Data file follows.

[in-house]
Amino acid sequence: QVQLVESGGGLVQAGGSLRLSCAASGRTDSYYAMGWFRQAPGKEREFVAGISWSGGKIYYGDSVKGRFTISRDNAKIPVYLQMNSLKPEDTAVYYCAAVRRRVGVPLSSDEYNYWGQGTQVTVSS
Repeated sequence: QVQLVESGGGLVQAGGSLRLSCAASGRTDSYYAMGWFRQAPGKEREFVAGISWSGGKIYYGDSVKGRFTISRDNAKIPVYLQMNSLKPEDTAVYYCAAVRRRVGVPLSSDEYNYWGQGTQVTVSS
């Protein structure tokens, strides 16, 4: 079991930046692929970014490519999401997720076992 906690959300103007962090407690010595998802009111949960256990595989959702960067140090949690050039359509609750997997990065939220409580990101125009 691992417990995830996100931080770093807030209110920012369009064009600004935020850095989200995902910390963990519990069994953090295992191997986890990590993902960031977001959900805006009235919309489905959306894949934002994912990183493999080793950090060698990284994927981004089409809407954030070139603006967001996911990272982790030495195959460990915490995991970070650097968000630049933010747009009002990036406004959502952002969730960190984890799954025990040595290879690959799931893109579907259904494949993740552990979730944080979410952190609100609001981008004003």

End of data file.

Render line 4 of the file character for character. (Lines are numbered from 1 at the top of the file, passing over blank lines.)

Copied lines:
């Protein structure tokens, strides 16, 4: 079991930046692929970014490519999401997720076992 906690959300103007962090407690010595998802009111949960256990595989959702960067140090949690050039359509609750997997990065939220409580990101125009 691992417990995830996100931080770093807030209110920012369009064009600004935020850095989200995902910390963990519990069994953090295992191997986890990590993902960031977001959900805006009235919309489905959306894949934002994912990183493999080793950090060698990284994927981004089409809407954030070139603006967001996911990272982790030495195959460990915490995991970070650097968000630049933010747009009002990036406004959502952002969730960190984890799954025990040595290879690959799931893109579907259904494949993740552990979730944080979410952190609100609001981008004003």